The satellite technology that helps you go

If you’re shopping in London and desperate to hit the loo, satellite technology may help you pinpoint theToilet1
nearest one, saving you the trouble of asking someone.

First came SatNav, the satellite system that helps guide even the most
hapless drivers home – now the "SatLav" has been unveiled, to guide
shoppers to the nearest toilet. [Link]

SatNav is short for satellite navigation and SatLav for satellite lavatory (SatLoo was probably taken). I wonder what’s next:

SatKid — helps you find your child after you’re done shopping.

SatMan — helps you find the bench on which your man has sat.

SatBag — helps you find the nearest sale on handbags.

SatWinder — helps you find CDs of your favorite Punjabi singer.

It is one of a growing number of services available
to mobile phone users, who can already use their handsets to get
directions or find taxis, plumbers or even recycling centres.

The technology used in SatLav is similar to that in modern GPS systems.
The user simply sends a text message with the word ‘toilet’ to 80097,
and a satellite pinpoints their location.

The satellite picks up the mobile phone’s signal and uses it to find the location of the nearest phone mast.

From
that it establishes the post code in which the user is standing, which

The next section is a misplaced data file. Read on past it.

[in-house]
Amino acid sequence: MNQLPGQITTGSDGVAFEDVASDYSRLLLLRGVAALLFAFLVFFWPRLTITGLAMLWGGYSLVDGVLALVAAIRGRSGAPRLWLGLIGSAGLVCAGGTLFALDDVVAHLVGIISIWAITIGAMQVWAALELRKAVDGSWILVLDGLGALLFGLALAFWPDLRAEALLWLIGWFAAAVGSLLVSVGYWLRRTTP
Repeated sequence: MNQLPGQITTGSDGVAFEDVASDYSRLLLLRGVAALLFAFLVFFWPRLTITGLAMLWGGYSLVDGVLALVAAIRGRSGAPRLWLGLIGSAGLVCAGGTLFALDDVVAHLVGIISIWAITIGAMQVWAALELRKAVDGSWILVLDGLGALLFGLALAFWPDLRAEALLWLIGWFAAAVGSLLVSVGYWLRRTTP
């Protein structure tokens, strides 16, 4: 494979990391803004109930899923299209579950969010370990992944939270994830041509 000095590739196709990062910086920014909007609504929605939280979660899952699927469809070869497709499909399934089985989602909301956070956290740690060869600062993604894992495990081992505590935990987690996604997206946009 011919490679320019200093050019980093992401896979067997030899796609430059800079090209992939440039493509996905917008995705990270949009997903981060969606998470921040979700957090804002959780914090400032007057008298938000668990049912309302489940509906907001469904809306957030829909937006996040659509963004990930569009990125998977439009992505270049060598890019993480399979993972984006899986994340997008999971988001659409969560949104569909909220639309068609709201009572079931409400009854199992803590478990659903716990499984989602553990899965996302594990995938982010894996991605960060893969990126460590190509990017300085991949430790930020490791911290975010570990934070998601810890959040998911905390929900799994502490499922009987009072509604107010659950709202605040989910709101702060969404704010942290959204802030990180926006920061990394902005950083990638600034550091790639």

it sends to a database containing all of the toilets registered with
the scheme.

The database then automatically finds
a toilet that matches the postcode and sends a text message back to the
user with the information. The entire process takes just seconds. [Link]

It had better take just seconds. Otherwise you’ll be standing cross-legged for a few minutes, then cursing your cell phone when you see the message: "Nearest toilet is half a mile away. You could have been there already."

Robert Thurner, commercial director of mobile technology company
Incentivated, which developed SatLav and maintains the database of
toilets, said that the latest mobile technology was "making residents’
lives easier". …

SatLav was developed by the council with Incentivated
and is the brainchild of student Gail Knight, who entered the idea into
a council competition.

Miss Knight, 26, said:
"When I am out with friends we are always ducking into McDonalds or
department stores to use their loos but we feel a bit bad about it." [Link]

Almost everyone has sneaked into McDonald’s at one time or another, which is why the fast-food chain is able to say, "Billions and billions served."

Westminster councillor Alan Bradley said: "From today
onwards nobody should get caught short again, and we understand how
important that is, be it for a young mum with children in tow, older
people or friends on a shopping trip or a night out."

It
is hoped that giving people a service to tell them where their nearest
toilet is might also encourage them not to urinate on the street after
a night on the town. [Link]

Yeah, because after they’ve had a night on the town, they’re going to have the good sense to use their cell phones to find the nearest toilet. For such people, it would make more sense to offer another service: SatTree.

Photo by iLoveButter

If you enjoyed this piece, you'll love Melvin's novel Bala Takes the Plunge, available in North America through Amazon.com and McNallyRobinson.com You can also find it at major bookstores in India and Sri Lanka or online at FlipKart, IndiaPlaza, FriendsofBooks or other sites. A number of readers have written reviews of the novel. An excerpt of the novel can be read here.

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